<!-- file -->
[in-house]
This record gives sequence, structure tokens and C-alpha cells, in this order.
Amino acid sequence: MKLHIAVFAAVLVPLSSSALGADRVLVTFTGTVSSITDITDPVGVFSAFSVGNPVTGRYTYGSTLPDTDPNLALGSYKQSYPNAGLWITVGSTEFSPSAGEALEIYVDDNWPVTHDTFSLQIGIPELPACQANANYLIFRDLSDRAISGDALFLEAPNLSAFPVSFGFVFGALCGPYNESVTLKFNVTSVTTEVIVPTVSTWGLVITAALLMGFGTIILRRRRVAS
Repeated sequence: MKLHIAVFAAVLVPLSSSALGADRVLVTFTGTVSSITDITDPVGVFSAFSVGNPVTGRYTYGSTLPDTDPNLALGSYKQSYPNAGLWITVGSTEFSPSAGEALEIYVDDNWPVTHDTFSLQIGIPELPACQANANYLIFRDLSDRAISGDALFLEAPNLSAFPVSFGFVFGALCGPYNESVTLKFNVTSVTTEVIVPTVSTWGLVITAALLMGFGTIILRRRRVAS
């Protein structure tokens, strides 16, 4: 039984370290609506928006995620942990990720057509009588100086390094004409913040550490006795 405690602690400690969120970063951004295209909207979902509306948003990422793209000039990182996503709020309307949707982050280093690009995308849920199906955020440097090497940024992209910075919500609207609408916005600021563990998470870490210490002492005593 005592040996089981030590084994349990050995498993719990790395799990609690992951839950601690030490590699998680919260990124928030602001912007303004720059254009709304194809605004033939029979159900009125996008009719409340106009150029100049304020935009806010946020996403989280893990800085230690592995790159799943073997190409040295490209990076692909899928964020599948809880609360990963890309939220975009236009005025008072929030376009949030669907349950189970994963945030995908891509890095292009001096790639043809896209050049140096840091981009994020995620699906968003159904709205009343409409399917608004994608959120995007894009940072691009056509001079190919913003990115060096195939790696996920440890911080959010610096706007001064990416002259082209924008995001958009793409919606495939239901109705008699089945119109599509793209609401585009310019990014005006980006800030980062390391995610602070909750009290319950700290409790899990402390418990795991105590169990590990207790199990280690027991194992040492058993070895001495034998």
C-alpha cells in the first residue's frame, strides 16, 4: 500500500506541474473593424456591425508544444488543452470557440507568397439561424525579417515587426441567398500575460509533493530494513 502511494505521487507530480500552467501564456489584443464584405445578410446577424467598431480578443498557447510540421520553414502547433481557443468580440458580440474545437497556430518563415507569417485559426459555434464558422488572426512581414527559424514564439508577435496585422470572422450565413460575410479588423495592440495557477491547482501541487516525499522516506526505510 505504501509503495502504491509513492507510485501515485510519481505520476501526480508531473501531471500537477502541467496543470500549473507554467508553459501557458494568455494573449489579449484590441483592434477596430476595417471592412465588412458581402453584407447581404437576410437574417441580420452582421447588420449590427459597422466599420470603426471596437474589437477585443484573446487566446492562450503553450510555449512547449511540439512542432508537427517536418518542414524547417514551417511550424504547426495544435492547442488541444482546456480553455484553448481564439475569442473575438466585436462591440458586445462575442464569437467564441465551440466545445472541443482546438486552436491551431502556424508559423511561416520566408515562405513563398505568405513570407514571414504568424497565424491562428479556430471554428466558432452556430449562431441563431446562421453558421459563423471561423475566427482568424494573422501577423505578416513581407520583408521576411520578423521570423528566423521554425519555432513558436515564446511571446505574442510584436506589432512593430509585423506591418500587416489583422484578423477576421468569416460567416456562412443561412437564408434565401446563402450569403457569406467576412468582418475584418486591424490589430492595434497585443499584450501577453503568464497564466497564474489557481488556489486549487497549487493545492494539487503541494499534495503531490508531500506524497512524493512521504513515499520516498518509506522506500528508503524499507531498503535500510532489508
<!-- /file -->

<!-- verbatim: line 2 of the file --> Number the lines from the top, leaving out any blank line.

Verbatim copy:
This record gives sequence, structure tokens and C-alpha cells, in this order.